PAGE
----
The turboprop C-133 was developed to fulfill USAF requirements for a large-capacity strategic cargo aircraft. The Cargo Master went directly into production as the C-133A; no prototypes were built. The first C-133A made its initial flight on April 23, 1956, and when production ended in 1961, Douglas had built 35 C-133As and 15 C-133Bs. C-133s began flying Military Air Transport Service (redesignated Military Airlift Command on Jan. 1, 1966) air routes throughout the world in 1958, and two C-133s established trans-Atlantic speed records for transport aircraft on their first flights to Europe. With its rear-loading and side-loading doors, the C-133 was capable of handling a wide variety of military cargo. Most significant was its ability to transport ballistic missiles, such as the Atlas, cheaper and more quickly than by trailer over highways. With the development of the larger Lockheed C-5A, the C-133 was released from the active inventory in 1971.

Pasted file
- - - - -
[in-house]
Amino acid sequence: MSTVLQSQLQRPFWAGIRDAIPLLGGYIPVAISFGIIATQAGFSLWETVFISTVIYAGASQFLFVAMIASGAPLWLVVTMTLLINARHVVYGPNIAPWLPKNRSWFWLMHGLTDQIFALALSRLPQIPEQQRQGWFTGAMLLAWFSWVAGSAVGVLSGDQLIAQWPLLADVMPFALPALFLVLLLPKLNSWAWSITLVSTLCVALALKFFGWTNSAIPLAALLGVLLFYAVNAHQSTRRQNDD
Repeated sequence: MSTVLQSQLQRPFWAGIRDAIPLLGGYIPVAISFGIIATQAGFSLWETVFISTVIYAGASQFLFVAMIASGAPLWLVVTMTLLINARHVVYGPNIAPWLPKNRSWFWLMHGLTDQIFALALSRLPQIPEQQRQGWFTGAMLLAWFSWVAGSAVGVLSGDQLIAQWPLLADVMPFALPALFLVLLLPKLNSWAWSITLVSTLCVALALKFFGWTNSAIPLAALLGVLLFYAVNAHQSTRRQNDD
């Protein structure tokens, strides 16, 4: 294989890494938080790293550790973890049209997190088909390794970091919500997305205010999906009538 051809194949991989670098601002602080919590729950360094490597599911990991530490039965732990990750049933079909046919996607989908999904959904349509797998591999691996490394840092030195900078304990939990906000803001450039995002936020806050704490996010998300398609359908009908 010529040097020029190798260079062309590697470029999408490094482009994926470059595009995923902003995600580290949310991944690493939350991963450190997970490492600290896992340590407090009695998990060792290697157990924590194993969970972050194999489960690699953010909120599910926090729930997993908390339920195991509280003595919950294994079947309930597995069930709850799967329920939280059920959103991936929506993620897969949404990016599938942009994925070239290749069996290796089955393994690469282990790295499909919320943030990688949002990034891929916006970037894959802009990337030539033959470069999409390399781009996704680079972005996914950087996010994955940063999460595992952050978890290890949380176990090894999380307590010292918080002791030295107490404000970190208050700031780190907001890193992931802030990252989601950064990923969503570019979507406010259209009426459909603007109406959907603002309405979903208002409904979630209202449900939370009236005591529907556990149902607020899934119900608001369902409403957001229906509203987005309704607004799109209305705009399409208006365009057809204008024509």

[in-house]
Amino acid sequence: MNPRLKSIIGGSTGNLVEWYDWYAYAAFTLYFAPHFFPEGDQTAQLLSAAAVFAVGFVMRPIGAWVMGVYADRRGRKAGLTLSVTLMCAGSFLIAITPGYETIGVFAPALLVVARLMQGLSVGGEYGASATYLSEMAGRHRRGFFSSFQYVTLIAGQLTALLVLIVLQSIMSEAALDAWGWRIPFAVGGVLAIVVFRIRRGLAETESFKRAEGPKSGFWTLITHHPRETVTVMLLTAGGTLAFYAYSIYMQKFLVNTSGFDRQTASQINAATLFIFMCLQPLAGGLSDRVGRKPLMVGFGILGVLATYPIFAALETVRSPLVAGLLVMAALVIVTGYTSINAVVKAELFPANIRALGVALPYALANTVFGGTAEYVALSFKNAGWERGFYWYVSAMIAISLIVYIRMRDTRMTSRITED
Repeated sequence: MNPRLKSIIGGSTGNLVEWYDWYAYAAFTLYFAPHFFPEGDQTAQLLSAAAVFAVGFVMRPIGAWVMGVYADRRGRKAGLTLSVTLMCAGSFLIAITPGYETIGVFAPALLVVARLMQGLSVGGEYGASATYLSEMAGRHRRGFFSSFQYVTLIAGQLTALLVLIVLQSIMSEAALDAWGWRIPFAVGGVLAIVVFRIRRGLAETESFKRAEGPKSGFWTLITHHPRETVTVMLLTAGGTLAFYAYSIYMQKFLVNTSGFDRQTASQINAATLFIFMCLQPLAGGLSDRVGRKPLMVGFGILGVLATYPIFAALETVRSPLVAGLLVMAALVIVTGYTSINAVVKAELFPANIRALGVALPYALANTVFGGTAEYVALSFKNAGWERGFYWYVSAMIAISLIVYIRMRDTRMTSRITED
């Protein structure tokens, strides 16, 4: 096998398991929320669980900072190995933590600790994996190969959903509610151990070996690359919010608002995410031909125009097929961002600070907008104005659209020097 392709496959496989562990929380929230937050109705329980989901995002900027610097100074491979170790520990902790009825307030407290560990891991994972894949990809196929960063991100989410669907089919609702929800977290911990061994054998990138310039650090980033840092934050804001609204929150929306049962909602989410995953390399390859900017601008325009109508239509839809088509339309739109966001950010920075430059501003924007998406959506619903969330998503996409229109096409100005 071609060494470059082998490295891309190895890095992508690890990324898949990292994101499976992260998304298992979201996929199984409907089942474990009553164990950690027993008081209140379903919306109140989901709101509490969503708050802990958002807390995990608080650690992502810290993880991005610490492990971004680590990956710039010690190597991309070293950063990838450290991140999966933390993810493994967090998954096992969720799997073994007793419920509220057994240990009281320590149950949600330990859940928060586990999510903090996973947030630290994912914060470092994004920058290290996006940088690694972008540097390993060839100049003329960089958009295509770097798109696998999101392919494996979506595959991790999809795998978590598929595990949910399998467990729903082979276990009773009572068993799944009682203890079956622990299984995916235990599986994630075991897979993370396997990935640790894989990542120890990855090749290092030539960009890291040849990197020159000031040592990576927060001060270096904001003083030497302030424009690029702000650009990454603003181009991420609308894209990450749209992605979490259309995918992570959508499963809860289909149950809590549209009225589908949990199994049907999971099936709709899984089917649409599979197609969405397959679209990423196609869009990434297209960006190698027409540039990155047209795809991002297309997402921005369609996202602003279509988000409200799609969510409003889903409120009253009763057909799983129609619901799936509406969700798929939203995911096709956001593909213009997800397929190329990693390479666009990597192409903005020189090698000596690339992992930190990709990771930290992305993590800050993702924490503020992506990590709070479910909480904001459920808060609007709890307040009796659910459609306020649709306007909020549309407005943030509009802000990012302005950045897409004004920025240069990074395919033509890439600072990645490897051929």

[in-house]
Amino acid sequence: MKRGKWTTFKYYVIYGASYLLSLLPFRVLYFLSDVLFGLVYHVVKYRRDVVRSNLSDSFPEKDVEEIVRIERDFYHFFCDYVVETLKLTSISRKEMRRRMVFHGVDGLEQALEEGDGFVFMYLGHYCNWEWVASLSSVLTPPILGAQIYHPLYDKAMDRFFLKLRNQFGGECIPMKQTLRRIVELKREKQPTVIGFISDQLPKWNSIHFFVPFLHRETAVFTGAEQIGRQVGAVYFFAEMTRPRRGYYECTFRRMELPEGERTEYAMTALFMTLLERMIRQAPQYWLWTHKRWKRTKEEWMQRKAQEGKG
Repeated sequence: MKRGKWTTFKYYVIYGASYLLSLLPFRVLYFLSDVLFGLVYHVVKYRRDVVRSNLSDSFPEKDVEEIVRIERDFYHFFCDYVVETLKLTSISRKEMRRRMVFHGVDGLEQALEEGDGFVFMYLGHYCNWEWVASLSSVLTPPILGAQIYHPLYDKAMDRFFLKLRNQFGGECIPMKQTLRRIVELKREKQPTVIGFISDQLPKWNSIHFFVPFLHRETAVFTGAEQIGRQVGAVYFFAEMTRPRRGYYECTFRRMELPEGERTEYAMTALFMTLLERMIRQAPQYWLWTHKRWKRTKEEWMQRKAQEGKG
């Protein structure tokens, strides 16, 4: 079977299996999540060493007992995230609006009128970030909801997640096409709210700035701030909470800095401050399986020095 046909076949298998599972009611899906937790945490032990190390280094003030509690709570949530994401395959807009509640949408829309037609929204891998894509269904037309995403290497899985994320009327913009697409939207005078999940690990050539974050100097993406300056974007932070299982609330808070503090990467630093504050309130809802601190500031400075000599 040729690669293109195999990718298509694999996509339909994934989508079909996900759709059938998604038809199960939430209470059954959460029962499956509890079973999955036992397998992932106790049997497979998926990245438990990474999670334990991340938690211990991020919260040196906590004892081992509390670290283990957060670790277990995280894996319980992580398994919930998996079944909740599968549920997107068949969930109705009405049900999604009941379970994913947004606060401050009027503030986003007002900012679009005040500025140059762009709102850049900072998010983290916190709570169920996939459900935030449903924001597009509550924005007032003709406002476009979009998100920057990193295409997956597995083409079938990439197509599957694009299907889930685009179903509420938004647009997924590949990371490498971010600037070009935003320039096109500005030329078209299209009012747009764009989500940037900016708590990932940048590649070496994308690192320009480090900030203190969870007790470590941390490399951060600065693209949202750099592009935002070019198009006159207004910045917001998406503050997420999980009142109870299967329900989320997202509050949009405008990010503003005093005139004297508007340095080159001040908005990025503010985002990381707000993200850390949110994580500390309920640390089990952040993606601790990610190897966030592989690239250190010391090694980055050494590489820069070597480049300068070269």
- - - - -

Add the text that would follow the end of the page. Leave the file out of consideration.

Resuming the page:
The C-133A on display established a world record for propeller-driven aircraft when, on Dec. 16, 1958, it carried a cargo payload of 117,900 pounds to an altitude of 10,000 feet. It was flown to the museum on March 17, 1971.
Engines: Four Pratt & Whitney T34s of 7,000 hp each
Maximum speed: 398 mph
Cruising speed: 311 mph
Range: 4,027 statute miles
Ceiling: 23,300 ft.
Span: 179 ft. 8 in.
Length: 157 ft. 6 in.
Height: 48 ft. 8 in.
Weight: 282,000 lbs. maximum
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